SACCOS work by pooling savings from its members and in turn, provide them with credit facilities at a fee and low interest in a bid to promote their economic interests and general welfare.
According to the World Council of Credit Unions (WOCCU) 2011 statistical report, there are 51,013 credit unions in the world, having a total of 196,498,738 members and a total penetration of 7.8% Penetration rate which is calculated by dividing the total number of reported credit union members by the economically active population age 15-64 years old (World Council of Credit Unions (WOCCU), 2012).
The top five countries in Africa with high penetration of Sacco’s are Togo, Senegal, Benin, Kenya and Seychelles. Kenya tops in shares, loans and savings.
In Kenya, there were 5,000 Saccos with 4.7 million members and a penetration rate of 19.53% as of 2014.
In Kenya, different SACCOs provide a number of products which include but are not limited to credit services, deposit and savings facility, cheque clearing, bankers’ cheques, standing orders, safe custody, and salary advances.
A sectoral lending study by the Saccos Regulatory Authority (Sasra) in Kenya sampled loans taken in 2016 and found some interesting reason why Kenyans turn to SACCOs for loans.
The Sasra study recommended a review of the reporting rules to make it mandatory for saccos to disclose specific reasons for loans, their status as well as setting up a standardised reporting template.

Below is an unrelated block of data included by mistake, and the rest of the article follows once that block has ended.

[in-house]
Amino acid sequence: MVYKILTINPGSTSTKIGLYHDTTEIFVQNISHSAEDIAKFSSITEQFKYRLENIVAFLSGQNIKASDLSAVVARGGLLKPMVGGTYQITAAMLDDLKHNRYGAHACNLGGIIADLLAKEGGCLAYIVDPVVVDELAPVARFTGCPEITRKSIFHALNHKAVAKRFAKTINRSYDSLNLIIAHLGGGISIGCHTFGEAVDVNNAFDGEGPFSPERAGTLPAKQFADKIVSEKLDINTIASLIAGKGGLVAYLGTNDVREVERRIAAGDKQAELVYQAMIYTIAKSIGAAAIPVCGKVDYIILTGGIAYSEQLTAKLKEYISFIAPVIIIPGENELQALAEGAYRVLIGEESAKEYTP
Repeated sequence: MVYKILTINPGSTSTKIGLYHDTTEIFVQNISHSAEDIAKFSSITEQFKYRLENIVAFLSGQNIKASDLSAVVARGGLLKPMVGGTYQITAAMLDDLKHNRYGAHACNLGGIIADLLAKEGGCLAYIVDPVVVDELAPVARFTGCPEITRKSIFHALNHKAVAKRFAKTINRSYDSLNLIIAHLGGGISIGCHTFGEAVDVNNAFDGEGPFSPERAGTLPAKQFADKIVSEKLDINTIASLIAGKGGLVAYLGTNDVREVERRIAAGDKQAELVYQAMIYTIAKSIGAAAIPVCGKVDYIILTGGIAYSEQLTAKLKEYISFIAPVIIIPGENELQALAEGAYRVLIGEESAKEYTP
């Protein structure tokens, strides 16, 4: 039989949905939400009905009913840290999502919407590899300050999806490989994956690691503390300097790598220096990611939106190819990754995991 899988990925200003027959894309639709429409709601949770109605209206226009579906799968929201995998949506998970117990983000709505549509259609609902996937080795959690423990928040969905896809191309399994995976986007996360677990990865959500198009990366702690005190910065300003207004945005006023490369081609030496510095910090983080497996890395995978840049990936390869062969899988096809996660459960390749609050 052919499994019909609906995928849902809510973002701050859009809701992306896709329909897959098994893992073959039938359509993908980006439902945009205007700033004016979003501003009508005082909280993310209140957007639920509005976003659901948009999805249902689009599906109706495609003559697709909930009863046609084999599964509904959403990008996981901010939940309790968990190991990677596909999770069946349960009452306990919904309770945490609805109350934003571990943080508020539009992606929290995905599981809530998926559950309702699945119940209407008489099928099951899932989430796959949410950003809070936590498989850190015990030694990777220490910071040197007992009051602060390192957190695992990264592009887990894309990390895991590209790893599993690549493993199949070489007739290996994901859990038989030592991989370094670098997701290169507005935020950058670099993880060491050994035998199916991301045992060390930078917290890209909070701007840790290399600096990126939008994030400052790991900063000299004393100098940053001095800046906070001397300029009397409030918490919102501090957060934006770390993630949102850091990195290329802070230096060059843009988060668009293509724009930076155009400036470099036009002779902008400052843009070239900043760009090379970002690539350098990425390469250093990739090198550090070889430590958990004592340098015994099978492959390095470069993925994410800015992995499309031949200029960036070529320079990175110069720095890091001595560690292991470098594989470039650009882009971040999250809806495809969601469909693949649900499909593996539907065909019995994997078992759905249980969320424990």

“The sum of Sh63.6 billion (54 percent) went into residential units development where Sh55.2 billion (46.5 per cent) was spent on construction of buildings with a paltry 7.1 percent, being Sh8.4 billion, used in the renovation of existing houses,” it said.
Here are the five reasons Kenyans borrow SACCO loans, according to Sasra.
The two-year study that sampled borrowing trends countrywide found that half of savings and credit co-operatives (saccos) members borrow to spend on social needs within the family.
26.9 per cent was borrowed to pay for electricity, sewer, water, TV, personal debts or for the purchase of vehicles and electronics.
Others borrowed to cater for burials and weddings among other rituals.
24.9 percent sought loans to pay school fees for themselves and their children.
About 46.41 percent of the borrowers spent Sh55.1 billion on buying plots indicating the rising demand for property across the country, mainly driven by saccos that buy large chunks of land and subdivide them among members.
Land ownership, mainly for residential houses, accounted for 14.2 percent of the loans given out amounting to Sh118.8 billion indicating ambition by members to stop paying rent.
About 13.5 percent of Sacco members spent Sh67.3 billion on expanding businesses, mainly retail and wholesale (95 percent), while the remaining Sh34 billion was spent on value-addition ventures, catering for medical needs among other needs.
Farmer loans accounted for 12.9 percent of all loans disbursed in 2016 or Sh21.7 billion.
Tea farmers took the bulk of the loans followed by dairy and coffee farmers.